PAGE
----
Sofia to Rival Florence with Construction of Bulgarian 'Louvre'
Bulgarian state leaders initiated Tuesday the construction of a brand new top museum also known as the “Bulgarian Louvre”.
The government is investing BGN 20 M in the new cultural complex which is located in the very downtown of the capital Sofia joining together the building of the National Gallery for Foreign and an old building formerly used by the Sofia Technical University.
The decision for the construction of the Bulgarian Louvre was made in December 2009. Some BGN 2.5 M of the funds for the reconstruction and construction from the EU Regional Development Operational Program.
“Let me explain to you how the economy works because you are clearly listening to one and the same “experts” who talk every day. We are investing in industry. These investments are going to provide returns in the future,” Bulgarian PM Borisov stated when asked if it was not better to freeze the construction of the museum complex because of the economic crisis.
“Culture Minister Rashidov did explain to you that 40 million people visit Florence and each of them spends EUR 100 on museum tickets there,” the Prime Minister elaborated as he and Rashidov broke the ground of the new project.
Borisov said he hoped that the Lourve will be ready by mid 2012 together with the second line of the Sofia Metro and the Sofia waste processing plant.
“We’ve got BGN 2,5 M from the EU, then there are about BGN 15 M from the state budget. This kind of money will be spent by the middle of next year. After that, we will supply however much is needed,” promised the head of the government.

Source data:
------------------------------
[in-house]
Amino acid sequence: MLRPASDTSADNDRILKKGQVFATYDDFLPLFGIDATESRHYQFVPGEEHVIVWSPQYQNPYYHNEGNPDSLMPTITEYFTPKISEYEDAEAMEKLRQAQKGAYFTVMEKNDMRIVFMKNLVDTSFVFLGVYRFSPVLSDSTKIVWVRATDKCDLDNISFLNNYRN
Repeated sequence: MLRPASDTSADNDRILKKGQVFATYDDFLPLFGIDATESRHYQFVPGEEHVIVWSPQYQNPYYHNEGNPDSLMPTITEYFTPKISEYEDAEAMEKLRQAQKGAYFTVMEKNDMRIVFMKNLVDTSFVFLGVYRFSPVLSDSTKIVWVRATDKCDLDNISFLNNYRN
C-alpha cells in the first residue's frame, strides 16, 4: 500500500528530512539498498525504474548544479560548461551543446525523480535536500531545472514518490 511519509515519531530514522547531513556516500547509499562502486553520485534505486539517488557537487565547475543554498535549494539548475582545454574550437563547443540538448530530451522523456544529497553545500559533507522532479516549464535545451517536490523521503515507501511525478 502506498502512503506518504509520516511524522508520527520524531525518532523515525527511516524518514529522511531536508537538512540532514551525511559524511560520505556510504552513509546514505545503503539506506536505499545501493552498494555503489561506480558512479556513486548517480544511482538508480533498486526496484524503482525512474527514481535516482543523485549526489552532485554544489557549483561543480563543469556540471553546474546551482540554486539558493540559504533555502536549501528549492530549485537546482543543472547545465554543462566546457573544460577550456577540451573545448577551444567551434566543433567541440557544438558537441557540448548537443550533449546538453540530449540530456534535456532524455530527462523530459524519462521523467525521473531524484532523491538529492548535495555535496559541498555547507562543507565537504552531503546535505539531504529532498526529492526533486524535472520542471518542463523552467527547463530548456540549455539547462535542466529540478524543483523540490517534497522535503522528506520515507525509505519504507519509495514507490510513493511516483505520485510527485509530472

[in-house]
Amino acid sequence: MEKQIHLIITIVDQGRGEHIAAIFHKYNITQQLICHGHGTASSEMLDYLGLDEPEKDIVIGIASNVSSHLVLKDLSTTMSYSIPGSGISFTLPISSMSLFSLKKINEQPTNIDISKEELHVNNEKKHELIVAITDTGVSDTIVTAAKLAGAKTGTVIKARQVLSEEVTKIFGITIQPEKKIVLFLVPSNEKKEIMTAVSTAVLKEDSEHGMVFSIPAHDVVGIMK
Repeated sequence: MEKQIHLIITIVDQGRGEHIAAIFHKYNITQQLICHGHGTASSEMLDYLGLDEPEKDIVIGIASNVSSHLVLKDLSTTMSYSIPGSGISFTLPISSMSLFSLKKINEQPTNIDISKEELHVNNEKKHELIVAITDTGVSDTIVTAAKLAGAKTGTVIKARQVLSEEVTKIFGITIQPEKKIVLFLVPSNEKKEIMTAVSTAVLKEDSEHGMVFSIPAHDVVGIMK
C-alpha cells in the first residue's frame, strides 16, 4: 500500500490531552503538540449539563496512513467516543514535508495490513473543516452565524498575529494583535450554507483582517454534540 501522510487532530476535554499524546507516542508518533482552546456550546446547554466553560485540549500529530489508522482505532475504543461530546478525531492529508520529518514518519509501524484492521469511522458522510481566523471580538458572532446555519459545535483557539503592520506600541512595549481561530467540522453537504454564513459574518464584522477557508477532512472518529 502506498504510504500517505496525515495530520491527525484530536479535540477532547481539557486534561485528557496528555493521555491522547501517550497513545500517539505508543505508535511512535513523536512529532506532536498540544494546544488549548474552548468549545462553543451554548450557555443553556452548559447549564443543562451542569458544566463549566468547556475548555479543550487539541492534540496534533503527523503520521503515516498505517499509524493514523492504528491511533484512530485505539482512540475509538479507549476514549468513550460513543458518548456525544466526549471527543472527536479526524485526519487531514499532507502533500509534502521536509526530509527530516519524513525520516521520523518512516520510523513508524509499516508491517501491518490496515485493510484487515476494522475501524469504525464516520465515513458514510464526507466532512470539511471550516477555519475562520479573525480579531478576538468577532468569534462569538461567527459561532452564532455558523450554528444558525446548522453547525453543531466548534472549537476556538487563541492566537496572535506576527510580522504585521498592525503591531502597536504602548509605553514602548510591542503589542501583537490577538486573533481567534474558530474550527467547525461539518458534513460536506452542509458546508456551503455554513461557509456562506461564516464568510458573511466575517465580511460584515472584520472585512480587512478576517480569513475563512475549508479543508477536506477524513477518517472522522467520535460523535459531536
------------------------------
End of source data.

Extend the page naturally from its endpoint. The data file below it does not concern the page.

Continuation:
As a gesture to the future top Bulgarian museum, the Bulgarian government presented it with three original paintings of Pablo Picasso, Marc Chagall, and Salvador Dali.
“We managed to get the Picasso painting very cheaply, from close friends, it is almost a donation, we hardly paid anything,” Culture Minister Rashidov explained.
Later he revealed that the government paid BGN 5 000 for the work but did not say whether it was bought from a Bulgarian or from a foreign collector.
“Let’s roll up our sleeves, and start building this nice museum. Everybody’s talking about the crisis but this construction will cost the equivalent of a Christmas bonus for state employees. But once we are done, we will have a museum standing forever,” the Minister said.
“You know that there were many attempts to turn this building into something else. They wanted to build a Turkish hotel, or a state agency office. But I am extremely happy that together with the government, as a Minister, I have helped start building a proper Bulgarian museum,” Rashidov declared. He said he hoped the new Bulgarian Louvre would spur cultural tourism.
“You know, dear friends, when you go to Florence – there are 40 million tourists there visiting five establishments, leaving behind EUR 100 each. You can calculate how much the city of Florence makes from the tourists. This is going to be a completed museum. We will not longer speak about foreign art because we are in Europe. This will be a museum of European art,” clarified the Culture Minister.
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